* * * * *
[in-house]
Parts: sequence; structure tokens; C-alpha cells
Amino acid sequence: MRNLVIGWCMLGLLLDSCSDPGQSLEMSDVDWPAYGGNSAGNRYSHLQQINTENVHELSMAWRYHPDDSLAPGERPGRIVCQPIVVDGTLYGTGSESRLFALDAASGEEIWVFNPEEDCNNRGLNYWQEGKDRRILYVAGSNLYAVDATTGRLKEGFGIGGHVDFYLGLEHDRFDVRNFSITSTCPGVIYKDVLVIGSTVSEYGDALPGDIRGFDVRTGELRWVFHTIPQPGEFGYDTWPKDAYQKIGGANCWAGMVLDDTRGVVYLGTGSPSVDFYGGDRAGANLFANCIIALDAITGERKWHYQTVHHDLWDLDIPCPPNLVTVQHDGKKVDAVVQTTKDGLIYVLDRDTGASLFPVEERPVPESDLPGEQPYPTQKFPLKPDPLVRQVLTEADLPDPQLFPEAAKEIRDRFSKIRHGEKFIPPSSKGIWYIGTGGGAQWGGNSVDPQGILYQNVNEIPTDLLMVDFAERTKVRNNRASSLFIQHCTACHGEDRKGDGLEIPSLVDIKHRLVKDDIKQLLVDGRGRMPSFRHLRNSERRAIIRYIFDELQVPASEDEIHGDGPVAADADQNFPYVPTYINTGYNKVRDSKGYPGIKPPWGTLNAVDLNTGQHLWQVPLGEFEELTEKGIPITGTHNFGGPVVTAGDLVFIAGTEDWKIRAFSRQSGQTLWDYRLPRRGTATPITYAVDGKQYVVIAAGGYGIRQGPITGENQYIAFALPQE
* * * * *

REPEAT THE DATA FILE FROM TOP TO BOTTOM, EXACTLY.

[in-house]
Parts: sequence; structure tokens; C-alpha cells
Amino acid sequence: MRNLVIGWCMLGLLLDSCSDPGQSLEMSDVDWPAYGGNSAGNRYSHLQQINTENVHELSMAWRYHPDDSLAPGERPGRIVCQPIVVDGTLYGTGSESRLFALDAASGEEIWVFNPEEDCNNRGLNYWQEGKDRRILYVAGSNLYAVDATTGRLKEGFGIGGHVDFYLGLEHDRFDVRNFSITSTCPGVIYKDVLVIGSTVSEYGDALPGDIRGFDVRTGELRWVFHTIPQPGEFGYDTWPKDAYQKIGGANCWAGMVLDDTRGVVYLGTGSPSVDFYGGDRAGANLFANCIIALDAITGERKWHYQTVHHDLWDLDIPCPPNLVTVQHDGKKVDAVVQTTKDGLIYVLDRDTGASLFPVEERPVPESDLPGEQPYPTQKFPLKPDPLVRQVLTEADLPDPQLFPEAAKEIRDRFSKIRHGEKFIPPSSKGIWYIGTGGGAQWGGNSVDPQGILYQNVNEIPTDLLMVDFAERTKVRNNRASSLFIQHCTACHGEDRKGDGLEIPSLVDIKHRLVKDDIKQLLVDGRGRMPSFRHLRNSERRAIIRYIFDELQVPASEDEIHGDGPVAADADQNFPYVPTYINTGYNKVRDSKGYPGIKPPWGTLNAVDLNTGQHLWQVPLGEFEELTEKGIPITGTHNFGGPVVTAGDLVFIAGTEDWKIRAFSRQSGQTLWDYRLPRRGTATPITYAVDGKQYVVIAAGGYGIRQGPITGENQYIAFALPQE